Essence of the Deal

What does time inc.'s takeover mean forthe popular black women's magazine?

The announcement of the acquisition ripped through quarters of the African American community like a shockwave. In fact, a number of black women were crushed, responding to the news as if they had lost a dear friend. A blackenterprise.com poll found that 34% of respondents felt that ECP had “sold out” vs. 14% who felt the transaction made good business sense. Another 46% of those who replied were concerned with how the new ownership structure would affect the magazine and other events. For instance, Leslie Mays, president of the National Coalition of 100 Black Women and an Essence subscriber, found it “extremely disappointing on a personal level” to learn ECP surrendered control and ownership of the publication. “It enables Time to reach an influential market segment—black women—directing our dollars away from reinvestment in our community and businesses and into the deep pockets of another multinational corporation,” she asserts. “I also have a worry that such a deal almost certainly guarantees loss of editorial control and content on subjects of interest and concern to black women as a primary audience. Time Inc.’s purchase of Essence seems to be somewhat incongruent with the stated aspirations and goals of its parent company’s commitment.”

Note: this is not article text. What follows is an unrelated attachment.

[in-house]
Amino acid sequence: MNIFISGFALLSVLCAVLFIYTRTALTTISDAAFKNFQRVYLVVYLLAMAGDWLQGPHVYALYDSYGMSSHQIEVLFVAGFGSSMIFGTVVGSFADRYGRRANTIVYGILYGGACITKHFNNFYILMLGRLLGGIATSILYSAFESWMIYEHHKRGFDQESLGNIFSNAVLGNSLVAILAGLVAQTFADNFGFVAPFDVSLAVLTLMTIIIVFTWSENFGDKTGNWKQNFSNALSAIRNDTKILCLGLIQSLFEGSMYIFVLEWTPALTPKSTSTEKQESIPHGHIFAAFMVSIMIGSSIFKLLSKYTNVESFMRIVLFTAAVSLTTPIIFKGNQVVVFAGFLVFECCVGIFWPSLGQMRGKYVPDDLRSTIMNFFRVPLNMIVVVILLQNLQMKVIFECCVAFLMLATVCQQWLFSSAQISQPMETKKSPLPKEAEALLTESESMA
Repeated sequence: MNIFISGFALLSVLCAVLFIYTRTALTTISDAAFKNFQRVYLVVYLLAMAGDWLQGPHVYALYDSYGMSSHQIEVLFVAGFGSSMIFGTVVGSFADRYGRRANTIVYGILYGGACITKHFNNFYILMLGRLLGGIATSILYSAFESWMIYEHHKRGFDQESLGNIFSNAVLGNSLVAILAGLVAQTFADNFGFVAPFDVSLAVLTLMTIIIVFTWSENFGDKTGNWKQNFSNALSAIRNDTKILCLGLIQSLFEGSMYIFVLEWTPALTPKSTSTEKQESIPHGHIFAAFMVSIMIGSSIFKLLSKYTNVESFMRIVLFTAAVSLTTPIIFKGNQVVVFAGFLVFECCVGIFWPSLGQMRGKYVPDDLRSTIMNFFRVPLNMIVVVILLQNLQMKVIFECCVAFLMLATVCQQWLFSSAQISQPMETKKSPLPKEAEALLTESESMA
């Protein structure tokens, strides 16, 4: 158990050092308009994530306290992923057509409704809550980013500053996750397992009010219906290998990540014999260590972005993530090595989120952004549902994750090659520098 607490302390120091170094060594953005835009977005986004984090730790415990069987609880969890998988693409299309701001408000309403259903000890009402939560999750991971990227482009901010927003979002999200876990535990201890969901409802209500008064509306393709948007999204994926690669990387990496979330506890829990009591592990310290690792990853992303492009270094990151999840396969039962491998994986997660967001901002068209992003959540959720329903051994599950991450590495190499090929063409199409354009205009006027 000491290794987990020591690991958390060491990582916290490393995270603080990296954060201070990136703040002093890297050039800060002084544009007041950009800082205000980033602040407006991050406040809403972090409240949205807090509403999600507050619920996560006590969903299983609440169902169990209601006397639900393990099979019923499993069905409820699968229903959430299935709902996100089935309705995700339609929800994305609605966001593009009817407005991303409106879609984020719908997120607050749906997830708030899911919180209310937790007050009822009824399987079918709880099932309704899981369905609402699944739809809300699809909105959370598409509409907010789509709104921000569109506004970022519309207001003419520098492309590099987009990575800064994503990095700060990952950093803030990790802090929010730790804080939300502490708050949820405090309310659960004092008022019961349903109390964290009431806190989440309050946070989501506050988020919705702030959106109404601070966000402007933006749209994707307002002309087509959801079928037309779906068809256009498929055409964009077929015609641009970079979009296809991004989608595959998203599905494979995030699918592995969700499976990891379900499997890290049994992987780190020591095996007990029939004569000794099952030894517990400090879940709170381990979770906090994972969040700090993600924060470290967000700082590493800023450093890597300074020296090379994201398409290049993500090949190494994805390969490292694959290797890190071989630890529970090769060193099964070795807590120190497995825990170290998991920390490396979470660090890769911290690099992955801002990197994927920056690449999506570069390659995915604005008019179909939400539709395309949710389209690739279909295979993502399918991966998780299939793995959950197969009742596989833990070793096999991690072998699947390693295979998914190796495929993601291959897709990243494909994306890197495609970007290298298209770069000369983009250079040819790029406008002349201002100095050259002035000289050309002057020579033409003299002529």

Ken Smikle, president of Chicago-based Target Market News, a market research firm that tracks consumer trends, approved of the deal but explained that the Essence sale hit a raw nerve because it represented the loss of one of “our cultural guideposts” like Motown, BET, and black haircare companies. “These are institutions that we share a common experience with. They are woven into our everyday life,” says Smikle. “We feel that we lost something because these institutions and their ownership by extension represent a part of us.”

Adds Marcia Gillespie, who served as editor-in-chief of Essence from 1971 to 1980: “As a people in the 1970s, we were searching to own and control our own businesses. It was about black entrepreneurship and all that implies so [the sale] is counter to that. I have mixed feelings about the sale because it signals that we are headed in a different direction than what our dream was about. We lost a piece of our history.”

Others like BET CEO and founder Robert L. Johnson size up the deal as part of an evolutionary model of the black media business—a paradigm shift that includes deep-pocketed corporate partners and, in some cases, acquirers. “The only reason Time Warner would want to buy [Essence] is because of the strength and power of Essence’s voice that has been built up over 30-plus years that Ed ran the business,” he says. “It’s just a sheer economic fact of life that over time, as black companies become very valuable for their brand and market penetration, it’s going to be very difficult for African American [potential buyers] to offer the kind of financial transaction that’s going to maximize shareholder value for the seller.”

Smikle, too, believes the deal is part of Essence’s evolution as a company. “Essence is not Johnson Publishing or BLACK

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